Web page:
Fairtrade certification

From Wikipedia, the free encyclopedia
  (Redirected from Fairtrade)
Jump to navigation Jump to search

The Fairtrade certification initiative was created to form a new method for economic trade. This method takes an ethical standpoint, and considers the producers first.

Fairtrade International started with the coffee industry, but now covers a range of products such as cocoa, fruit, cotton, flowers, tea and others. The established buyers of these products make up a niche market, which makes marketing for Fairtrade a challenge.


In 2009, fair trade coffee was sufficiently mainstream that Walmart, the world's largest retailer, began selling it and pricing it about the same as regular products.[1]

The Fairtrade and Fairmined dual certification for gold was launched across the United Kingdom on 14 February 2011,[2] a joint scheme between The Fairtrade Foundation and The Association for Responsible Mining.

The global market[edit]

Between the late 1980s and the mid-1990s, multiple national initiatives following a fair trade system coexisted within Europe, the US, Canada, and Japan.[3] In 1997, however, 17 national initiatives joined forces to create one international umbrella organisation called the Fair Trade Organization (FLO). FLO is based in Bonn, Germany, and has quickly become the largest organisation of its kind.[3] FLO also has branches and field workers in Africa, Central and South America and China. The international fair trade label was introduced in 2002 to improve visibility for consumers. The Fairtrade producers did not like the way they were treated.

Marketing fair trade[edit]

A key part of the fair trade initiative is to inform consumers through innovative marketing. The marketing must create a value proposition for the initiative that encompasses the ethical side, as well as the quality of the product.[3]

Fairtrade inspection and certification[edit]

In 2006, a Financial Times journalist found that ten out of the ten mills they visited had sold uncertified coffee to co-operatives as certified. It reported that they were "also handed evidence of at least one coffee association that received Fairtrade certification despite illegally growing some 20 per cent of its coffee in protected national forest land.[4]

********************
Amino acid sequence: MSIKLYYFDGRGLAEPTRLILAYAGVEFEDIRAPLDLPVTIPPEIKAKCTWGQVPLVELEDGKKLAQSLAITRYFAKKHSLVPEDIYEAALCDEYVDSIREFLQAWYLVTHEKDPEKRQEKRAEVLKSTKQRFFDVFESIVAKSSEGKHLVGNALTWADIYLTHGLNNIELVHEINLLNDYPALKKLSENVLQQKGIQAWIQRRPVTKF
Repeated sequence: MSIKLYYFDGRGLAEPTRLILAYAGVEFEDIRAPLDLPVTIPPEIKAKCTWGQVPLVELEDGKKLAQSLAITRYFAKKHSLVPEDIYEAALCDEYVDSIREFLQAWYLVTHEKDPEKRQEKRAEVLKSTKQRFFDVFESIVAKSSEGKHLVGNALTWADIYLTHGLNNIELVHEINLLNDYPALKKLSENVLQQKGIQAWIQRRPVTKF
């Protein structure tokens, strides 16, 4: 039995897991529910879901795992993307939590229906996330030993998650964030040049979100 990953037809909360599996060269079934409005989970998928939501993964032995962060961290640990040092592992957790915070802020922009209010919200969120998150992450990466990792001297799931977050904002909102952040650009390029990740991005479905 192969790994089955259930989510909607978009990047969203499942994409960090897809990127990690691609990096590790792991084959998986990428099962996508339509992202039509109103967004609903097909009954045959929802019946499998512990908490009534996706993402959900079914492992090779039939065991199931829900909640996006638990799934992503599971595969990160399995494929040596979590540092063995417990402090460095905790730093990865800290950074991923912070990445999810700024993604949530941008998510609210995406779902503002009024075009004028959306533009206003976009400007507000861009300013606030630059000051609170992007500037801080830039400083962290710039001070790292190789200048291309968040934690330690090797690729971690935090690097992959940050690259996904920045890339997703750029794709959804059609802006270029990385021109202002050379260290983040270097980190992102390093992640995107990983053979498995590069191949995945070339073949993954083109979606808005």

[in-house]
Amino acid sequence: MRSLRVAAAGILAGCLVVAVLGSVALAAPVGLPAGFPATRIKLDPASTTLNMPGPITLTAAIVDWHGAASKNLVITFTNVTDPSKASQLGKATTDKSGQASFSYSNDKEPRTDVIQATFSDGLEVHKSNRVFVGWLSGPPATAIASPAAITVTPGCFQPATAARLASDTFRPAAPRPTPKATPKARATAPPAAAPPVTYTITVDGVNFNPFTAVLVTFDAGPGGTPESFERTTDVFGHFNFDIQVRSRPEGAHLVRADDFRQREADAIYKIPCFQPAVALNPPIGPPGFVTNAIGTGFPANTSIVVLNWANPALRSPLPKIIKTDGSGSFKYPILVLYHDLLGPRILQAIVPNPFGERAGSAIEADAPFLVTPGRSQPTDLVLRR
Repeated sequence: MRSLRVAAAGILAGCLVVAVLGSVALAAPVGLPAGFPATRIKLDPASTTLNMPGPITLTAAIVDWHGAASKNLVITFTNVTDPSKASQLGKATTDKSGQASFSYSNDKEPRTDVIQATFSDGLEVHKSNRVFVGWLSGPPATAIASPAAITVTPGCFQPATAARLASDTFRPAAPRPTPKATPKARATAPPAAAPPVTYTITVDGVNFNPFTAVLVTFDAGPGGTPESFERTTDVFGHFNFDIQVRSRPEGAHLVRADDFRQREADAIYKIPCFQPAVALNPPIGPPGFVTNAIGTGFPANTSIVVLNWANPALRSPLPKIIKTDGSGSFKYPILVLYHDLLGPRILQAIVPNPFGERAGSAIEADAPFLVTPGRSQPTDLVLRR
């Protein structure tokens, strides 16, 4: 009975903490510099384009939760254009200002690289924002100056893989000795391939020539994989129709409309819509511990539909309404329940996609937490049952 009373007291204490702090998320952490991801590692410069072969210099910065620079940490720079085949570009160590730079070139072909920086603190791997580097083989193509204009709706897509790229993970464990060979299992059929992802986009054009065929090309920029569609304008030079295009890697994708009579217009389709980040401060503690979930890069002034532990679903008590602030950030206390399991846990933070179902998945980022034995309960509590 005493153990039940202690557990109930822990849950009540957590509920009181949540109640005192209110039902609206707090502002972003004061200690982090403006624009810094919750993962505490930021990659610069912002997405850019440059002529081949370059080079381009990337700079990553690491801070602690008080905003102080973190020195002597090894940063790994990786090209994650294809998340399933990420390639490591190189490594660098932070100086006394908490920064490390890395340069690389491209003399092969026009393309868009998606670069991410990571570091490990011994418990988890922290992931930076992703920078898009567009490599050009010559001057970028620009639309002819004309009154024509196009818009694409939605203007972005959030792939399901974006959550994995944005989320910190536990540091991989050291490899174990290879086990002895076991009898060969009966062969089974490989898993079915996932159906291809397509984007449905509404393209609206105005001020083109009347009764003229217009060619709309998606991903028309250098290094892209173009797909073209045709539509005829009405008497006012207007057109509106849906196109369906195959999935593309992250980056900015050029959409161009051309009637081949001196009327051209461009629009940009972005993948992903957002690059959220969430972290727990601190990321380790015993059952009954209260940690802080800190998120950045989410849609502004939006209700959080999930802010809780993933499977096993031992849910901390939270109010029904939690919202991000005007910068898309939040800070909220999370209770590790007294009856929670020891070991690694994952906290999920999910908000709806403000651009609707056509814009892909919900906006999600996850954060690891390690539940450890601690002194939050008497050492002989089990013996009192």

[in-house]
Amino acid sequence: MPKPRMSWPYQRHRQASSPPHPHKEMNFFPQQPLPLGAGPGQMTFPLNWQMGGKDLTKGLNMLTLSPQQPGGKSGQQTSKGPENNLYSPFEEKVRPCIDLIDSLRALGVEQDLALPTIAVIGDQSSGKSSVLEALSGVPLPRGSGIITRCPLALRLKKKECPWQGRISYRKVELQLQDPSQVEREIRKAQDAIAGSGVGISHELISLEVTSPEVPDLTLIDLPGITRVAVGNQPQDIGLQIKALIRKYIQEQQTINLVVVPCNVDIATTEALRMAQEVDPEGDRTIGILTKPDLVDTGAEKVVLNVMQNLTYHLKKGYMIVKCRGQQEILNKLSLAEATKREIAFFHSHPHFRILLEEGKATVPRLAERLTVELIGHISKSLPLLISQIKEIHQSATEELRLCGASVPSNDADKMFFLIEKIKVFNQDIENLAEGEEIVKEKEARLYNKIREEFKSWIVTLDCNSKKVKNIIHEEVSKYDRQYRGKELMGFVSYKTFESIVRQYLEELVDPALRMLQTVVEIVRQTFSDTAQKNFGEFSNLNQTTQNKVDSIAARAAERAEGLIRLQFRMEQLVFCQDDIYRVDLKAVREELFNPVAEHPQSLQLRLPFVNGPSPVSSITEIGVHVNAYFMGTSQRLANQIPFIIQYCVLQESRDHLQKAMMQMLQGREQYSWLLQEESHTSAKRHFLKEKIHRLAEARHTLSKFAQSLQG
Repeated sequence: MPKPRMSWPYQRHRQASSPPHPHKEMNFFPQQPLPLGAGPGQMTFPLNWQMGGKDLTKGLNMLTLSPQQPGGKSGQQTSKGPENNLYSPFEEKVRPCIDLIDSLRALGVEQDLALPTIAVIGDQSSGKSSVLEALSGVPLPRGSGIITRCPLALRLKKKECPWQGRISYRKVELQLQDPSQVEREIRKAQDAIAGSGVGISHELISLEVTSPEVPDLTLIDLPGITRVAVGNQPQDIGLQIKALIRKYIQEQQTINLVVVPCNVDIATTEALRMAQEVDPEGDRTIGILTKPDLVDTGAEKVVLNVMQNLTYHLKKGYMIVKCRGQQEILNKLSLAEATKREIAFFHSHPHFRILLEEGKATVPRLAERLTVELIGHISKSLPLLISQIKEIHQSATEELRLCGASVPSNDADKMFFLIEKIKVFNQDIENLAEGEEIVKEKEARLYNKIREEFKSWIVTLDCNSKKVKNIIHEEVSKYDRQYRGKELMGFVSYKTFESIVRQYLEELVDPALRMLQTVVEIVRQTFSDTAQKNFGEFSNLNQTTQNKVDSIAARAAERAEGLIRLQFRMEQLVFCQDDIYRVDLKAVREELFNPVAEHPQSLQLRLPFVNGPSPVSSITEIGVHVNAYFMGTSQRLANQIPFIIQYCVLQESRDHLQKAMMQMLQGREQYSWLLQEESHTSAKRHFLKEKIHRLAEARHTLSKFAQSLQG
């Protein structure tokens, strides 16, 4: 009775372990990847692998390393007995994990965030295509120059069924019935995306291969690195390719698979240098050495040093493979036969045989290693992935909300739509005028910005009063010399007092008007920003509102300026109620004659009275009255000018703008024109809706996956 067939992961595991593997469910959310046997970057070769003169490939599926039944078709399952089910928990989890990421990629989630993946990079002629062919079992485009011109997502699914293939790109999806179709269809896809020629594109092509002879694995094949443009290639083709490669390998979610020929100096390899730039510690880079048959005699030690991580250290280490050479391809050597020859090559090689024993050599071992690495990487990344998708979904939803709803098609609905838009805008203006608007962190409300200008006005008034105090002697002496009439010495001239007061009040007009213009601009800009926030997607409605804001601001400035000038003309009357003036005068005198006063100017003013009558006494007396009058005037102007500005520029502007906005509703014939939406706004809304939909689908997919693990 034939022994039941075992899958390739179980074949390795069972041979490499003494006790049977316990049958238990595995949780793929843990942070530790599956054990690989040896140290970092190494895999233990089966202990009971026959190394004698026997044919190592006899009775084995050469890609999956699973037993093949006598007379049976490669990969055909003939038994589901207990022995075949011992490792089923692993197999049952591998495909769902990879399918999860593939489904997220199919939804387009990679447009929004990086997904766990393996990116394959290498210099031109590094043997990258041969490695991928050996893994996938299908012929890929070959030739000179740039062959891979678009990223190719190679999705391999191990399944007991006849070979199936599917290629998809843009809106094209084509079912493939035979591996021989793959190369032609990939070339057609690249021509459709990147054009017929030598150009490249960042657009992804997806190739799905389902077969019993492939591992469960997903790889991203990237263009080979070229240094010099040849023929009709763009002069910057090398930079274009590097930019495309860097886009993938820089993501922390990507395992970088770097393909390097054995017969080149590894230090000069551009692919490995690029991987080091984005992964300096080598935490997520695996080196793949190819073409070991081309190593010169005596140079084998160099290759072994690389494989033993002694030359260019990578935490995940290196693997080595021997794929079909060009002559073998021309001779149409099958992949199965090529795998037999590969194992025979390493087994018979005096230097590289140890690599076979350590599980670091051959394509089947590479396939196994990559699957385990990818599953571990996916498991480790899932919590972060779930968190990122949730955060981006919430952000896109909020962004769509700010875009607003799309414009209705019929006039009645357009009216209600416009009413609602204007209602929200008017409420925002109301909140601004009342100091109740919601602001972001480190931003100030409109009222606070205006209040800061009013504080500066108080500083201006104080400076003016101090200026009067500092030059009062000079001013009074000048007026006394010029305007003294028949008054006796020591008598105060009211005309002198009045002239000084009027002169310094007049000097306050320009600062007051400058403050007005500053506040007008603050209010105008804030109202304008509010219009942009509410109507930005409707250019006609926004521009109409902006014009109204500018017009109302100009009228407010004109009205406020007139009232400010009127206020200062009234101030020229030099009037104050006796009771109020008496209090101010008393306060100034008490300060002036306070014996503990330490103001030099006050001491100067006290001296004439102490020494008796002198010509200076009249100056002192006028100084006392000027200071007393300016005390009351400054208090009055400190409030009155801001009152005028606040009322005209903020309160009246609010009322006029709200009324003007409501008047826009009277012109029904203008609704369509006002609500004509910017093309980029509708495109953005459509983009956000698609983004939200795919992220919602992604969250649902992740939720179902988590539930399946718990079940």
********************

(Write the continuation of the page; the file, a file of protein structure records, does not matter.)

Certification costs and returns[edit]

Certified organizations such as cooperatives have to pay FLO-CERT a fee to become certified and a further annual fee for audit and continued certification[5] The first year certification fee per unit sold as "Fairtrade certified" varies but has been over ¢6/lb (¢13/kg) with an annual fee of ¢3/lb (¢6.6/kg) to ¢3.4/lb (¢7.5/kg) for coffee up to 2006 in some countries, at a time when the "Fairtrade premium" was ¢5 to ¢10/lb (¢11 to ¢22/kg).[6]

See also[edit]


  1. ^ Holahan, Catherine; Trebilcock, Bob (17 May 2011). "What to Buy at Walmart". CBS Money Watch. Archived from the original on 7 May 2012.
  2. ^ Carter, Kate (14 February 2011). "Fairtrade hallmark sets the gold standard". The Guardian. Retrieved 20 December 2012.
  3. ^ a b c Nicholls, Alex; Opal, Charlotte (2005). "Fairtrade certification". Fair trade: Market-driven ethical consumption. London: Sage. p. 128. ISBN 1-4129-0105-7.
  4. ^ Weitzman, Hal (9 September 2006). "The bitter cost of 'fair trade' coffee". The Financial Times Ltd. Financial Times. Retrieved 18 January 2018. An emerging criticism of Fairtrade within the industry is that the organisation misleads consumers about its ability to monitor production practices. FLO Cert, a body officially independent of FLO, monitors the certification process. Critics say there is a need for an outside auditor. ‘The way Fairtrade promotes itself is a little irresponsible,’ says Mr Watts. ‘The certifiers need an external watchdog.’
  5. ^ "Producer certification fees". FLO CERT Gmbh. 2013. Archived from the original on 29 January 2013. Retrieved 25 January 2013.
  6. ^ de Janvry, A.; McIntosh, C.; Sadoulet, E. (2010). "Fair Trade and Free Entry: The Dissipation of Producer Benefits in a Disequilibrium Market" (PDF). Archived from the original (PDF) on 5 May 2011. Retrieved 24 December 2012. Cite journal requires |journal= (help)

External links[edit]